Another point of appreciation is the degree to which Ursula’s life and tale are not ruled by romance.  Yes there are scenes of her first encounters with boys (informed by her lack of intimate education, these feel both historically accurate and quite amusing) and later affairs, but this is no Bronte or Austin creation, desperately seeking the right man to validate and support her. What really guides Ursula is the desire to craft a unique place and impact in the world that reflects her personality and abilities – a compass too often granted to male protagonists and not their female counterparts.

As always, it is conclusion that makes a story truly successful or not. Here the most dramatic act is unsettled – we are not allowed to see how it plays out – except that once we think a bit, we do know, both by our own experience outside the novel and by the coda-like scenes which follow it.  As much as we enjoy the return of one of her favorite relatives, he would not have been missing in the first place if her plan had succeeded as intended, so…

All in all, a thoroughly enjoyable and deeply satisfying work, reflecting and engendering serious thought about family, literature, destiny, philosophy and the very nature of existence.   Oh, and much less ponderous than that last makes it sound…

Worthy of a re-read, though unlike Ursula I do not find my time multiplying endlessly. And besides, there is a subsequent volume, A God in Ruins, picking up on another character from Ursula’s lives.

So much to look forward to!

 

Founding Brothers – The Revolutionary Generation, Joseph J. Ellis

A thoroughly engaging recap of several first-string players’ roles in our nation’s early innings.  Structured around six key incidents (The Duel, The Dinner, The Silence, The Farewell, The Collaborators and the Friendship) this relatively slim volume provides a compelling picture of the interpersonal conflicts among what we today recall so monolithically as our Founding Fathers.  Profoundly divided and conflicted, as Ellis dramatically illustrates by starting out with The Duel between Hamilton and Burr and elucidating it’s root causes, it is their very differences that gave us a system which has managed to accommodate our nation’s more profound conflicts for longer than any other republic ever has.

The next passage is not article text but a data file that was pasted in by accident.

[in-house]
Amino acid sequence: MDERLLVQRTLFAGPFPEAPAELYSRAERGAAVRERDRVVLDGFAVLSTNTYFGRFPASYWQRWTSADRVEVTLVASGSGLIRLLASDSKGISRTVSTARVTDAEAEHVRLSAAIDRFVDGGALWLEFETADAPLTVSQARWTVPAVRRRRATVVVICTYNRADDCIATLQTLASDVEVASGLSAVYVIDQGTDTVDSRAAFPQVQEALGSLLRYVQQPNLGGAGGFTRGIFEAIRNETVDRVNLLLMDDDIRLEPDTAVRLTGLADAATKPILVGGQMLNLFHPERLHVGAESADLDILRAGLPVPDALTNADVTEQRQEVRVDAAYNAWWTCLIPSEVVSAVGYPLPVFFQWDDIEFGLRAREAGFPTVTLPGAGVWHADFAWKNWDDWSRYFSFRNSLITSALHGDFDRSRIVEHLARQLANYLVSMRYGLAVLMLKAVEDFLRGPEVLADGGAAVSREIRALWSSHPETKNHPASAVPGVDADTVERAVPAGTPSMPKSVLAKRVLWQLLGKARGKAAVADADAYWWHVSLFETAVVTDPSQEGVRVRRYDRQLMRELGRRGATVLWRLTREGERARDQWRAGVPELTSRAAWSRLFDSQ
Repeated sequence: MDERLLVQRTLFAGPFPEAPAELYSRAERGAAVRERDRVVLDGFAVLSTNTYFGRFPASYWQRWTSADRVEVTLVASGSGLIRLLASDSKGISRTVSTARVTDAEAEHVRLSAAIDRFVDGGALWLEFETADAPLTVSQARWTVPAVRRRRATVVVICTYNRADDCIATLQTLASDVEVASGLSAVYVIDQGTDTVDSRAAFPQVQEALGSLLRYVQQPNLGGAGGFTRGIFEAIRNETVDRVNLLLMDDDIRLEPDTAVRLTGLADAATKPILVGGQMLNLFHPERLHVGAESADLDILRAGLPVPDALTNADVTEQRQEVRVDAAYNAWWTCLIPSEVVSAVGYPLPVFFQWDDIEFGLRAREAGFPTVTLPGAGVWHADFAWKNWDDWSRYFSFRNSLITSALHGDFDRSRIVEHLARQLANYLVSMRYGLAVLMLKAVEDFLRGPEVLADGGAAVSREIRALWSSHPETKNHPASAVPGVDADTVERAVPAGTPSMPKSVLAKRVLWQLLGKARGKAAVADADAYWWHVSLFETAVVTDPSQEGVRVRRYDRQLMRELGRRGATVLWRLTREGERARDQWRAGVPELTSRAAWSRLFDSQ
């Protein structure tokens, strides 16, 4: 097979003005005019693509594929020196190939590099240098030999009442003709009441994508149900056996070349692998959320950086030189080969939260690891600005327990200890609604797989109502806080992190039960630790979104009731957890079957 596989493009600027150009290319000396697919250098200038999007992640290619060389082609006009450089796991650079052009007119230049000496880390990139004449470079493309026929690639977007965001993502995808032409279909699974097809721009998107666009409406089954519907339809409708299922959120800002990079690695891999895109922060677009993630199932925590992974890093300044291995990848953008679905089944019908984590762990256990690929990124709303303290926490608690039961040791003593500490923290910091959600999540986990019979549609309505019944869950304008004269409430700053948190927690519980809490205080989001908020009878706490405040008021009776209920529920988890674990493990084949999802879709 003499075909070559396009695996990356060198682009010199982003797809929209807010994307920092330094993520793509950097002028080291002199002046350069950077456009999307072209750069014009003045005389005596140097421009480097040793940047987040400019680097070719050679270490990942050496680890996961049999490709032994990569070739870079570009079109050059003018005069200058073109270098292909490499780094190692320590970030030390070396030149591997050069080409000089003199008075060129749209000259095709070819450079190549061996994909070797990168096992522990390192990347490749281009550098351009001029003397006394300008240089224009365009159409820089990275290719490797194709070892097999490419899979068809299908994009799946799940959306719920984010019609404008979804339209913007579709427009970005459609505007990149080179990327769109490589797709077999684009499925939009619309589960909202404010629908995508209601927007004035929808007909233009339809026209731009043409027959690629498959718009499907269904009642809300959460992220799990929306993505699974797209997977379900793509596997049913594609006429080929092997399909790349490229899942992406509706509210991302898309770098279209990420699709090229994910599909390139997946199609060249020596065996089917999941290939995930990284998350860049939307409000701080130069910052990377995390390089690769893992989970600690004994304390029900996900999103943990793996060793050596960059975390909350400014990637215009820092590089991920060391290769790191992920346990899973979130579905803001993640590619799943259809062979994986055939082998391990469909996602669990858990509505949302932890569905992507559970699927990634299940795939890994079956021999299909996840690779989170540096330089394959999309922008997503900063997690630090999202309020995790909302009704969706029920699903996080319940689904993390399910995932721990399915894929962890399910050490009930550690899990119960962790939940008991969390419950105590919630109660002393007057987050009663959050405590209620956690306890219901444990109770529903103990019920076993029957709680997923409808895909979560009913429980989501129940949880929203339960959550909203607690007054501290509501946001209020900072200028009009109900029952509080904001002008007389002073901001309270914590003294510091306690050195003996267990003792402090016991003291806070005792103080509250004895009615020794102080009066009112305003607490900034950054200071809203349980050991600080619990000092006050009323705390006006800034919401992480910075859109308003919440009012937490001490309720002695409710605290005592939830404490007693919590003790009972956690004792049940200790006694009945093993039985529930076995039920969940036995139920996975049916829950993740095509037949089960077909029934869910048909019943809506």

This is neither puff piece nor hatchet job; Ellis admits flaws in even his favorites (Washington foremost, with Adams as runner-up) and virtues in those he has pegged down (Jefferson, Franklin).  Only Aaron Burr is completely dissed, as selfishly opportunistic and without values (a modern parallel comes to mind…).  The penultimate impression is as the author clearly intends: gratitude that these men (and one woman, Abigail Adams, presented as wise, tolerant and far more worldly than members of her sex were given credit for in that time) happened along at such a moment.

Clearly they alone did not create the historic circumstances for independence, many others contributed to both causes and effects, but these eight (Hamilton, Burr, Jefferson, the two Adams’s, Madison, Franklin and Washington) played crucial roles.  Over 200 years later, still we live in their shadow and their debt.

A book well-deserving of its Pulitzer.